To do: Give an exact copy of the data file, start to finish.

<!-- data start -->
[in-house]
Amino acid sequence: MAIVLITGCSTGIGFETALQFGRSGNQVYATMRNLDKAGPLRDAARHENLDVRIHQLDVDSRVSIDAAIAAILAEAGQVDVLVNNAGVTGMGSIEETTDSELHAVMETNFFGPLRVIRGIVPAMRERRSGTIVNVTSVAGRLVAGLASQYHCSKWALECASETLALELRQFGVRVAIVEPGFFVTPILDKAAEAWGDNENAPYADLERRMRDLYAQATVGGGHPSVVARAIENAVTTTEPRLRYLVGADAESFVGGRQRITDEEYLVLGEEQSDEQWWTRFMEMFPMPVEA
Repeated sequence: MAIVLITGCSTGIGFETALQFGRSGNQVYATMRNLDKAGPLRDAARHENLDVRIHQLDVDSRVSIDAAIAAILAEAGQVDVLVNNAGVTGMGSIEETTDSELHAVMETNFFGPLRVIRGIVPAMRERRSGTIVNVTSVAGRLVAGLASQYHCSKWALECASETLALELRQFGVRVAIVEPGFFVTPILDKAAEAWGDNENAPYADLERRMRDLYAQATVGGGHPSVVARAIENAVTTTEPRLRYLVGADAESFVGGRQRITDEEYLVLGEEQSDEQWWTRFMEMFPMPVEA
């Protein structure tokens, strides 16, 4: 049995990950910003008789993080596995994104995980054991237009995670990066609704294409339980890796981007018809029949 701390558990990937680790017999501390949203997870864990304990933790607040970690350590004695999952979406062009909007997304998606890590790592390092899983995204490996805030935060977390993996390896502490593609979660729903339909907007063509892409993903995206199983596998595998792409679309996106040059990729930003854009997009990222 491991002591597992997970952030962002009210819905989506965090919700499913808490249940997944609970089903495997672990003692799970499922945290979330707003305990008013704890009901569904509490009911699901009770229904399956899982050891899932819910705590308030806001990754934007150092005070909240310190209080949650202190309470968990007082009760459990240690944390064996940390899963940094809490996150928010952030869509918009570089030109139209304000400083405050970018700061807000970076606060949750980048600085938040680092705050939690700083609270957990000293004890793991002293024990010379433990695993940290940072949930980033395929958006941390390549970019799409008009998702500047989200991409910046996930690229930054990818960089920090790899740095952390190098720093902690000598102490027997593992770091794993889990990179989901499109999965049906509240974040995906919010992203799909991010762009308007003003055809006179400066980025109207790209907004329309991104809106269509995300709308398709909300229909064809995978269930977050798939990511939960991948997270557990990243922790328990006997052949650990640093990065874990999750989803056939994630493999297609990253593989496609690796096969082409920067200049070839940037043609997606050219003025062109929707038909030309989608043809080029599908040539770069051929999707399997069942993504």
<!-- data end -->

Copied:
[in-house]
Amino acid sequence: MAIVLITGCSTGIGFETALQFGRSGNQVYATMRNLDKAGPLRDAARHENLDVRIHQLDVDSRVSIDAAIAAILAEAGQVDVLVNNAGVTGMGSIEETTDSELHAVMETNFFGPLRVIRGIVPAMRERRSGTIVNVTSVAGRLVAGLASQYHCSKWALECASETLALELRQFGVRVAIVEPGFFVTPILDKAAEAWGDNENAPYADLERRMRDLYAQATVGGGHPSVVARAIENAVTTTEPRLRYLVGADAESFVGGRQRITDEEYLVLGEEQSDEQWWTRFMEMFPMPVEA
Repeated sequence: MAIVLITGCSTGIGFETALQFGRSGNQVYATMRNLDKAGPLRDAARHENLDVRIHQLDVDSRVSIDAAIAAILAEAGQVDVLVNNAGVTGMGSIEETTDSELHAVMETNFFGPLRVIRGIVPAMRERRSGTIVNVTSVAGRLVAGLASQYHCSKWALECASETLALELRQFGVRVAIVEPGFFVTPILDKAAEAWGDNENAPYADLERRMRDLYAQATVGGGHPSVVARAIENAVTTTEPRLRYLVGADAESFVGGRQRITDEEYLVLGEEQSDEQWWTRFMEMFPMPVEA
């Protein structure tokens, strides 16, 4: 049995990950910003008789993080596995994104995980054991237009995670990066609704294409339980890796981007018809029949 701390558990990937680790017999501390949203997870864990304990933790607040970690350590004695999952979406062009909007997304998606890590790592390092899983995204490996805030935060977390993996390896502490593609979660729903339909907007063509892409993903995206199983596998595998792409679309996106040059990729930003854009997009990222 491991002591597992997970952030962002009210819905989506965090919700499913808490249940997944609970089903495997672990003692799970499922945290979330707003305990008013704890009901569904509490009911699901009770229904399956899982050891899932819910705590308030806001990754934007150092005070909240310190209080949650202190309470968990007082009760459990240690944390064996940390899963940094809490996150928010952030869509918009570089030109139209304000400083405050970018700061807000970076606060949750980048600085938040680092705050939690700083609270957990000293004890793991002293024990010379433990695993940290940072949930980033395929958006941390390549970019799409008009998702500047989200991409910046996930690229930054990818960089920090790899740095952390190098720093902690000598102490027997593992770091794993889990990179989901499109999965049906509240974040995906919010992203799909991010762009308007003003055809006179400066980025109207790209907004329309991104809106269509995300709308398709909300229909064809995978269930977050798939990511939960991948997270557990990243922790328990006997052949650990640093990065874990999750989803056939994630493999297609990253593989496609690796096969082409920067200049070839940037043609997606050219003025062109929707038909030309989608043809080029599908040539770069051929999707399997069942993504």